Construction of the Castle began in 1072 under the orders of William the Conqueror, six years after the Norman Conquest of England, and soon after the Normans first came to the North.
The construction took place under the supervision of the Earl of Northumberland, Waltheof, until he rebelled against William and was executed in 1076.
The castle then came under the control of the Bishop of Durham, Walcher, who purchased the earldom and thus became the first of the Prince-Bishops of Durham, a title that was to remain until the 19th century, and was to give Durham a unique status in England.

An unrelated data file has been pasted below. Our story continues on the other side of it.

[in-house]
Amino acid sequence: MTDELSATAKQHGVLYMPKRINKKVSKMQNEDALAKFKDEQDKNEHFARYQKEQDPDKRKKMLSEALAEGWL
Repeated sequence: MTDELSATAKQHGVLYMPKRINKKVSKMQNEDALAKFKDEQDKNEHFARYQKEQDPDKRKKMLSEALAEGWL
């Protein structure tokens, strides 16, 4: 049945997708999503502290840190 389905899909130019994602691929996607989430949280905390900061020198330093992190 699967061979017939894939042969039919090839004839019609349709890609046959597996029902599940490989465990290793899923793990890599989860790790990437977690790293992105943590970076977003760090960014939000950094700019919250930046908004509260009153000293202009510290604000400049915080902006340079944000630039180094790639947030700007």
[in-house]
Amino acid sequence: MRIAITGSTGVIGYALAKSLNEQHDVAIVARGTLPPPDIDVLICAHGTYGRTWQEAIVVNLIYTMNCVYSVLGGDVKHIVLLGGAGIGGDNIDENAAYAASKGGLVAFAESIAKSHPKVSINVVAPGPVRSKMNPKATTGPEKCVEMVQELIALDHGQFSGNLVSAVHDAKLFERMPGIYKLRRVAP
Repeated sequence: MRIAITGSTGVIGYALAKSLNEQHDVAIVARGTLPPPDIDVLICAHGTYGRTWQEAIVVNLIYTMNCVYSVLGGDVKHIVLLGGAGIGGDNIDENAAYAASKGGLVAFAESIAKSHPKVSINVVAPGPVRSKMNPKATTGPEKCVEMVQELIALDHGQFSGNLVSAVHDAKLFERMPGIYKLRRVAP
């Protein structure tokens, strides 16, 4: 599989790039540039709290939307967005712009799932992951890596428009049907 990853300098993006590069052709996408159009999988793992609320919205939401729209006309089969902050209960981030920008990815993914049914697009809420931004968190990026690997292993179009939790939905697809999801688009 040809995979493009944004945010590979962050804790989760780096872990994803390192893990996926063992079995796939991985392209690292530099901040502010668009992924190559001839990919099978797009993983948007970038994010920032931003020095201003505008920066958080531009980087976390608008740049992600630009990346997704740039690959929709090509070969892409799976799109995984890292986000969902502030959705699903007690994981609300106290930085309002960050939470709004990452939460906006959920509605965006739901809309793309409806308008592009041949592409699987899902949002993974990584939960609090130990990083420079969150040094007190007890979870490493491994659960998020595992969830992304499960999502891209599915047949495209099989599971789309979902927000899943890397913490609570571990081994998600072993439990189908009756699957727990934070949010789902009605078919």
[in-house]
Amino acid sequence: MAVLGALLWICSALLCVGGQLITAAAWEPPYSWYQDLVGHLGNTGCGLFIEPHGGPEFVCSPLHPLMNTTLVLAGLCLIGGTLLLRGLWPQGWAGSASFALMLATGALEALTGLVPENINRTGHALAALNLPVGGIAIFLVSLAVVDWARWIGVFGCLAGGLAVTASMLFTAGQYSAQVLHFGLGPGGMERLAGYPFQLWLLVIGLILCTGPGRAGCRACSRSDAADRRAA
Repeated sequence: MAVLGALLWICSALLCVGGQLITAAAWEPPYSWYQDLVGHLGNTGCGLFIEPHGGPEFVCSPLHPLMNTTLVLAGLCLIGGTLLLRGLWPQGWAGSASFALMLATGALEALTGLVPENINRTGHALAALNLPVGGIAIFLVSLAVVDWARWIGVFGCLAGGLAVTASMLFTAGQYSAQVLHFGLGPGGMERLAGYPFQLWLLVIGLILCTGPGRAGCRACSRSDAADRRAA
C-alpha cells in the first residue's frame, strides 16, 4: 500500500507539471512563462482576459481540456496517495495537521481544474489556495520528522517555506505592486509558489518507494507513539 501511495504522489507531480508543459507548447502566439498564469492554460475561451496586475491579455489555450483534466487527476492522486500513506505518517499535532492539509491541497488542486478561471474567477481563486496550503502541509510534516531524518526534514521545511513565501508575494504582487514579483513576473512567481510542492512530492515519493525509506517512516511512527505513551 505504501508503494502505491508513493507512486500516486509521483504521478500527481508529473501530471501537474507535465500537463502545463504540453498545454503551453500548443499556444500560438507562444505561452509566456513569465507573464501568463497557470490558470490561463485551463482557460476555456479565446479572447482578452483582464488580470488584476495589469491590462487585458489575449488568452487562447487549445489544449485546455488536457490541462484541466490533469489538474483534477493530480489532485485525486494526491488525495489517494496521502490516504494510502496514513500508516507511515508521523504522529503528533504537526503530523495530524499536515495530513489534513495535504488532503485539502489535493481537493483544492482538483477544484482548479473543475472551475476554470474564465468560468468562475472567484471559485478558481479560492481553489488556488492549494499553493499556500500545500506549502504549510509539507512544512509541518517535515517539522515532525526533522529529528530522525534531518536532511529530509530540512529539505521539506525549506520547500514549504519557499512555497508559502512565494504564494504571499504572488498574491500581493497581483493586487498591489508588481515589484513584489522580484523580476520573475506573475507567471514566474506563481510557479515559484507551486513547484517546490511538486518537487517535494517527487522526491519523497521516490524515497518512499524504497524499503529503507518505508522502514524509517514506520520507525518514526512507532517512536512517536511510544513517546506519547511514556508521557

It was under Walcher that many of the Castle?s first buildings were constructed. As was typical of Norman castles, it consisted of a motte (mound) and an inner and outer bailey (fenced or walled area). Whether the motte and inner bailey were built first is unknown.
There is also debate about whether or not Durham Castle was originally a stone or a wooden structure. Historic sources mention that its keep (fortified tower) was built of wood, but there is enough archaeological evidence to indicate that even in the late 11th century when it was first built, it had numerous stone buildings.